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"New York City’s School Diversity Accountability Act,"

by Michael Hilton November/December 2015 issue of Poverty & Race

In late May the New York City Council passed the School Diversity Accountability Act, consisting of Intro 511 and Resolution 453. Intro 511-A is a local law requiring the New York City Department of Education to issue an annual report detailing levels of diversity in New York City schools. The NYC Department of Education is required to report data at the community school district level, individual school level, and special programs within a school. The reported data will be disaggregated by grade level, race and ethnicity, gender, and English Language Learner status. Furthermore, the Department is required to report on the admissions process used for each school or special program (e.g., lottery, geographic zone, or standardized test), as well as any efforts taken in the preceding year to encourage a more diverse student body. The first report for K-12 is due December 31, 2015; all subsequent reports will include information on pre-K diversity, and will be due on November 1st each year. Resolution 453, recognizing the exceptional segregation of NYC schools and the academic as well as social benefits of integrated classrooms, calls on the NYC Department of Education to “officially recognize the importance and benefits of school diversity and to set it as a priority when making decisions regarding admissions policies and practices, creation of new schools, school rezoning and other pertinent decisions and commit to having a strategy in each district for overcoming impediments to school diversity.”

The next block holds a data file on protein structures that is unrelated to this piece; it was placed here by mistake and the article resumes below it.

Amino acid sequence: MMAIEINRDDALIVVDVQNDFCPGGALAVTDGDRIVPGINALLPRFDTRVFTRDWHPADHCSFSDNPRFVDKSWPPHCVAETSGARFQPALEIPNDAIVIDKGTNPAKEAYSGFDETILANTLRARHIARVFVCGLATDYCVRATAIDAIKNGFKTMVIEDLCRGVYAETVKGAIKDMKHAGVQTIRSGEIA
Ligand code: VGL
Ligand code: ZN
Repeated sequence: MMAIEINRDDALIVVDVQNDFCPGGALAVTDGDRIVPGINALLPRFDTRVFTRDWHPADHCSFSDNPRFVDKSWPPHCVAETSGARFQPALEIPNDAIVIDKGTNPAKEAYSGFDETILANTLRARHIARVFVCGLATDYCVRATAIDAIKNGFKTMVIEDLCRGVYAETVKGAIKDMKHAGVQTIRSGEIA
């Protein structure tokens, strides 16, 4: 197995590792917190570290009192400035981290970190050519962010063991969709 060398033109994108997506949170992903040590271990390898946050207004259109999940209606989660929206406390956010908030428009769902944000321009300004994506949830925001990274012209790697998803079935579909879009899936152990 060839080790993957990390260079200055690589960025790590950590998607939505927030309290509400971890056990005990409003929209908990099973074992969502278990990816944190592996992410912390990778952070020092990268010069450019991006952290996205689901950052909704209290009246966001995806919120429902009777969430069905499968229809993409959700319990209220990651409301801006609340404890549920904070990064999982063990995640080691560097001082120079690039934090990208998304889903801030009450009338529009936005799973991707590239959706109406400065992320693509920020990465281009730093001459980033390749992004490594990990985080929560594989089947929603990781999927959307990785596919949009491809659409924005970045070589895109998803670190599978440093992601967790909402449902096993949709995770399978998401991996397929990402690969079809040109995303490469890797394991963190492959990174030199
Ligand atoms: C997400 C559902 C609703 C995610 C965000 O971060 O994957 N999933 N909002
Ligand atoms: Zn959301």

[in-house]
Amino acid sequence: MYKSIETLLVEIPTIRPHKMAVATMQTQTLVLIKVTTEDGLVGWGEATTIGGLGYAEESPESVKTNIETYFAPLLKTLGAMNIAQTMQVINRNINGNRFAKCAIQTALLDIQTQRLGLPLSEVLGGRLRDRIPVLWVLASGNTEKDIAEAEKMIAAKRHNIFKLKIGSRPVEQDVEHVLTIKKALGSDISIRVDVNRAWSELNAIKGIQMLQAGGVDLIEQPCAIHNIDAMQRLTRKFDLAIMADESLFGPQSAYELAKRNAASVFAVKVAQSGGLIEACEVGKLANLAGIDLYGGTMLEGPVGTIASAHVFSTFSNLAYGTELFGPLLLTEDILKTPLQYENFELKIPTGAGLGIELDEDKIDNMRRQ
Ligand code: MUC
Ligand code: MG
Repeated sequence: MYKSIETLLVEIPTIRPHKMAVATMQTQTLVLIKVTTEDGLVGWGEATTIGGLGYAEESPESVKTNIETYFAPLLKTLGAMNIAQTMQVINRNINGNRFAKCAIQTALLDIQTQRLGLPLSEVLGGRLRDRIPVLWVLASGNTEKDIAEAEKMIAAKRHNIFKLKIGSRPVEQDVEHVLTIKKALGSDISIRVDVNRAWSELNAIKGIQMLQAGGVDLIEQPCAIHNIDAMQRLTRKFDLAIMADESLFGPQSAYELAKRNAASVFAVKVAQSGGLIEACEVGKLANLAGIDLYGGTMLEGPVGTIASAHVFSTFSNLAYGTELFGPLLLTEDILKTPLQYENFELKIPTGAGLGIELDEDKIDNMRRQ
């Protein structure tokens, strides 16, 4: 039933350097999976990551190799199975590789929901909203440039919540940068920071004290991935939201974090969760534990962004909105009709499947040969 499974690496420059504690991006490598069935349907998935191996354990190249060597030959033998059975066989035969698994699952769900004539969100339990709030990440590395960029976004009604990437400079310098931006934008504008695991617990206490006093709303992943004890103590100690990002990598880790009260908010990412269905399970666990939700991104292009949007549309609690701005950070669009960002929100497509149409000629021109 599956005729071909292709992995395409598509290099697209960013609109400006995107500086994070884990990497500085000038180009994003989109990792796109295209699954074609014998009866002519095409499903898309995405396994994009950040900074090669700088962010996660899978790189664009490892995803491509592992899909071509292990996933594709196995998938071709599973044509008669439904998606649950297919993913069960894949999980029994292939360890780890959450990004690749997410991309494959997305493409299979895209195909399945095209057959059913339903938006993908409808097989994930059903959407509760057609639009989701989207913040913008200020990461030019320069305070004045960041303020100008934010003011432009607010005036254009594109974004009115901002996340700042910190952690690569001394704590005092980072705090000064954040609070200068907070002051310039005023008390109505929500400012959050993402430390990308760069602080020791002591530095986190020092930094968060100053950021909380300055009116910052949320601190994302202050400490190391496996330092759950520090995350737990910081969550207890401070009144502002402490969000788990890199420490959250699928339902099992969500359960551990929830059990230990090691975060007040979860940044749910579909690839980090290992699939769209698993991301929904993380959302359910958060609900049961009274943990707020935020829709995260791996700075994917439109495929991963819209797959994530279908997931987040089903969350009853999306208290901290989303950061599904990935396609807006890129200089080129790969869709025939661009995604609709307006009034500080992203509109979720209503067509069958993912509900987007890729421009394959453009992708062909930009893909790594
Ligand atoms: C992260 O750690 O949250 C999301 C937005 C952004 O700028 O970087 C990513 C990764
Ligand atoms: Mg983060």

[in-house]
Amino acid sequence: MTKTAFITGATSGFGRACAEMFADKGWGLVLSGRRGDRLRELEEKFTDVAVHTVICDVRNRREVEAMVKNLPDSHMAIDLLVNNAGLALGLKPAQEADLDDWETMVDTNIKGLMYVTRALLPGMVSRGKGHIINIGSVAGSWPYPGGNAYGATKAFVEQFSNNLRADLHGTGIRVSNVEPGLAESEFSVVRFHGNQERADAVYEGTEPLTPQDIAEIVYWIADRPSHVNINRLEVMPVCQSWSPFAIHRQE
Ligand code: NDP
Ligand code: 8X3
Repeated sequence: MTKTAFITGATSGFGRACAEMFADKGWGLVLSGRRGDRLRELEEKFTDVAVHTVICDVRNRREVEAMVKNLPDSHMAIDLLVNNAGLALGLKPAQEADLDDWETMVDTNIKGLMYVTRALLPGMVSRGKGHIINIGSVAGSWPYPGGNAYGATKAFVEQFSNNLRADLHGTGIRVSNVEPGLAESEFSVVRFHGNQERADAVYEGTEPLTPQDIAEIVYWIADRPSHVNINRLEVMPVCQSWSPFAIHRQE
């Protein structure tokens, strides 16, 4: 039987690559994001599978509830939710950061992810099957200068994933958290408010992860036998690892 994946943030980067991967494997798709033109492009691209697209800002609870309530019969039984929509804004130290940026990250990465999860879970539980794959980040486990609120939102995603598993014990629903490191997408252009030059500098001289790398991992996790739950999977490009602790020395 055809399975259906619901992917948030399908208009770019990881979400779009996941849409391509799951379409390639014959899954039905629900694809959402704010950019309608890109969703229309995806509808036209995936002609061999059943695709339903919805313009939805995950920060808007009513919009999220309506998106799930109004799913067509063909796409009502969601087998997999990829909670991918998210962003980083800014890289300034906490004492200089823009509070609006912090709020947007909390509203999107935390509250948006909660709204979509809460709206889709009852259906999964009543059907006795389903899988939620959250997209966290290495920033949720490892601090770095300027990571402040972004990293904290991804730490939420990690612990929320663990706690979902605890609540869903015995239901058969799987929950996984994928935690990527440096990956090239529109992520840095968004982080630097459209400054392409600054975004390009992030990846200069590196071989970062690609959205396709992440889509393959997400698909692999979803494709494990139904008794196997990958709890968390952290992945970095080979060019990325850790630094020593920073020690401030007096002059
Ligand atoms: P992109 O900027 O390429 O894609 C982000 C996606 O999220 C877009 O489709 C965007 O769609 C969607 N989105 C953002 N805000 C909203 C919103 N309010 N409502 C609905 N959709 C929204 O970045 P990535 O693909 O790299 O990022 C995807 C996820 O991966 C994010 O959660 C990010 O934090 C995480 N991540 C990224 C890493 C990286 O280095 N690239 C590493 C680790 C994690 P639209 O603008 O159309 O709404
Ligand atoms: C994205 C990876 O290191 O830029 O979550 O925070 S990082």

For the text of the two sections of the School Diversity Accountability Act, go to http://legistar.council.nyc.gov/Legislation.aspx and search for Introduction No. 511-A and Resolution No. 453.

Michael Hilton is a Policy Analyst at PRRAC, specializing in federal education policy with a focus on school desegregation. Mr. Hilton is a graduate of Columbia Law School, where he was a Managing Editor of the Columbia Journal of European Law, and the University of North Carolina at Chapel Hill. mhilton@prrac.org
 
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